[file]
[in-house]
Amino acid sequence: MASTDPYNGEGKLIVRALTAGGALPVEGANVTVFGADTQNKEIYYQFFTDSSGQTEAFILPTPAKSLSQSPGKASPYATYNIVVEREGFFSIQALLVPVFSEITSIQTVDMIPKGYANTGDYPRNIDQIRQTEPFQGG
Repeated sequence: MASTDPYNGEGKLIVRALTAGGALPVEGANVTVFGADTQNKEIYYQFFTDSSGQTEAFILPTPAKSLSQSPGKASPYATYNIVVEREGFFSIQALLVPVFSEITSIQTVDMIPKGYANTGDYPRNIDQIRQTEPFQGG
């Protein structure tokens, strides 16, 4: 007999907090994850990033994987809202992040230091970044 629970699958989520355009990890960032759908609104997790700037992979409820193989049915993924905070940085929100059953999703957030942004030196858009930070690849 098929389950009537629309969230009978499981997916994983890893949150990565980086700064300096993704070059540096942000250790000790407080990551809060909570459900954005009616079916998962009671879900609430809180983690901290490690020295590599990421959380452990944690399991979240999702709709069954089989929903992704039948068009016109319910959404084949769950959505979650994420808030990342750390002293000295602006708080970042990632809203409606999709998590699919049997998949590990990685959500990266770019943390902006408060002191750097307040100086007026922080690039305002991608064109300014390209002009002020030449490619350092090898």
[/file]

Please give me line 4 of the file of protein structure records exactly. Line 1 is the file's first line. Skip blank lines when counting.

């Protein structure tokens, strides 16, 4: 007999907090994850990033994987809202992040230091970044 629970699958989520355009990890960032759908609104997790700037992979409820193989049915993924905070940085929100059953999703957030942004030196858009930070690849 098929389950009537629309969230009978499981997916994983890893949150990565980086700064300096993704070059540096942000250790000790407080990551809060909570459900954005009616079916998962009671879900609430809180983690901290490690020295590599990421959380452990944690399991979240999702709709069954089989929903992704039948068009016109319910959404084949769950959505979650994420808030990342750390002293000295602006708080970042990632809203409606999709998590699919049997998949590990990685959500990266770019943390902006408060002191750097307040100086007026922080690039305002991608064109300014390209002009002020030449490619350092090898």